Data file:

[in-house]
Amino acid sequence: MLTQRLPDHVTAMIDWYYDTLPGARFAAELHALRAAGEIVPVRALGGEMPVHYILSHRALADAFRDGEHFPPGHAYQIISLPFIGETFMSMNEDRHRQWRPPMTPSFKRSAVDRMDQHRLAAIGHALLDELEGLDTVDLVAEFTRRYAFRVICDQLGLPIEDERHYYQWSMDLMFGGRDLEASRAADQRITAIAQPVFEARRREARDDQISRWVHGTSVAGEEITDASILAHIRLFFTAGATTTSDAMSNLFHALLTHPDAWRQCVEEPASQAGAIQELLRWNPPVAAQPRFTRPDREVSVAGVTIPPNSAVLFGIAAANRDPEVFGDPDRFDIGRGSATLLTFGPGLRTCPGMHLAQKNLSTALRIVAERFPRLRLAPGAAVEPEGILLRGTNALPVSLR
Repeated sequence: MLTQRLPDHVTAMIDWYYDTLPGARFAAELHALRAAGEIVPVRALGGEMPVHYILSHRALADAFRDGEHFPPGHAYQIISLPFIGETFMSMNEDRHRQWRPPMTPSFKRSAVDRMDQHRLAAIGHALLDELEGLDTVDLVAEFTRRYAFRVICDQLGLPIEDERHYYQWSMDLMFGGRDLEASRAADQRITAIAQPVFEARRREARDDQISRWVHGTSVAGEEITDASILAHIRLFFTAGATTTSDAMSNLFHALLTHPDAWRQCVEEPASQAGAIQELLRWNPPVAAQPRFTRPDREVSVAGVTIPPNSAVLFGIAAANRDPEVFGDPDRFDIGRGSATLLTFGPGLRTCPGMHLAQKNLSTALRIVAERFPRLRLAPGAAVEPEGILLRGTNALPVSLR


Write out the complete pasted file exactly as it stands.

[in-house]
Amino acid sequence: MLTQRLPDHVTAMIDWYYDTLPGARFAAELHALRAAGEIVPVRALGGEMPVHYILSHRALADAFRDGEHFPPGHAYQIISLPFIGETFMSMNEDRHRQWRPPMTPSFKRSAVDRMDQHRLAAIGHALLDELEGLDTVDLVAEFTRRYAFRVICDQLGLPIEDERHYYQWSMDLMFGGRDLEASRAADQRITAIAQPVFEARRREARDDQISRWVHGTSVAGEEITDASILAHIRLFFTAGATTTSDAMSNLFHALLTHPDAWRQCVEEPASQAGAIQELLRWNPPVAAQPRFTRPDREVSVAGVTIPPNSAVLFGIAAANRDPEVFGDPDRFDIGRGSATLLTFGPGLRTCPGMHLAQKNLSTALRIVAERFPRLRLAPGAAVEPEGILLRGTNALPVSLR
Repeated sequence: MLTQRLPDHVTAMIDWYYDTLPGARFAAELHALRAAGEIVPVRALGGEMPVHYILSHRALADAFRDGEHFPPGHAYQIISLPFIGETFMSMNEDRHRQWRPPMTPSFKRSAVDRMDQHRLAAIGHALLDELEGLDTVDLVAEFTRRYAFRVICDQLGLPIEDERHYYQWSMDLMFGGRDLEASRAADQRITAIAQPVFEARRREARDDQISRWVHGTSVAGEEITDASILAHIRLFFTAGATTTSDAMSNLFHALLTHPDAWRQCVEEPASQAGAIQELLRWNPPVAAQPRFTRPDREVSVAGVTIPPNSAVLFGIAAANRDPEVFGDPDRFDIGRGSATLLTFGPGLRTCPGMHLAQKNLSTALRIVAERFPRLRLAPGAAVEPEGILLRGTNALPVSLR